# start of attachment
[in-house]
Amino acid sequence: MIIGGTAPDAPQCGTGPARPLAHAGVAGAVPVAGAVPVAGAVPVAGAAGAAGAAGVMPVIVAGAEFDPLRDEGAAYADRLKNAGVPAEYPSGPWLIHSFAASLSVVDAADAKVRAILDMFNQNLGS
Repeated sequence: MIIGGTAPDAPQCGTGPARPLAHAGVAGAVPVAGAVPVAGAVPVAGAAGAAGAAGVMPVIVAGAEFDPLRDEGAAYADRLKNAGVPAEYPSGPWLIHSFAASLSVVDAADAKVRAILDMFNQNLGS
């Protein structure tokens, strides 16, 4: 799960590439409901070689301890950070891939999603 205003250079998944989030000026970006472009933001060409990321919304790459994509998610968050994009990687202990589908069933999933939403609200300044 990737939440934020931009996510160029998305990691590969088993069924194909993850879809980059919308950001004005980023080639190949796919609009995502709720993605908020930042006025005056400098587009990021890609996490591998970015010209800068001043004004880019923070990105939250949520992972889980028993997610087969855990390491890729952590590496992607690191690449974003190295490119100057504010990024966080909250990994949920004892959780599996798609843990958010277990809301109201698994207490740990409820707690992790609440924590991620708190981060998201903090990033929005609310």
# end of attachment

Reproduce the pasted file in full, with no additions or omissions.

[in-house]
Amino acid sequence: MIIGGTAPDAPQCGTGPARPLAHAGVAGAVPVAGAVPVAGAVPVAGAAGAAGAAGVMPVIVAGAEFDPLRDEGAAYADRLKNAGVPAEYPSGPWLIHSFAASLSVVDAADAKVRAILDMFNQNLGS
Repeated sequence: MIIGGTAPDAPQCGTGPARPLAHAGVAGAVPVAGAVPVAGAVPVAGAAGAAGAAGVMPVIVAGAEFDPLRDEGAAYADRLKNAGVPAEYPSGPWLIHSFAASLSVVDAADAKVRAILDMFNQNLGS
């Protein structure tokens, strides 16, 4: 799960590439409901070689301890950070891939999603 205003250079998944989030000026970006472009933001060409990321919304790459994509998610968050994009990687202990589908069933999933939403609200300044 990737939440934020931009996510160029998305990691590969088993069924194909993850879809980059919308950001004005980023080639190949796919609009995502709720993605908020930042006025005056400098587009990021890609996490591998970015010209800068001043004004880019923070990105939250949520992972889980028993997610087969855990390491890729952590590496992607690191690449974003190295490119100057504010990024966080909250990994949920004892959780599996798609843990958010277990809301109201698994207490740990409820707690992790609440924590991620708190981060998201903090990033929005609310």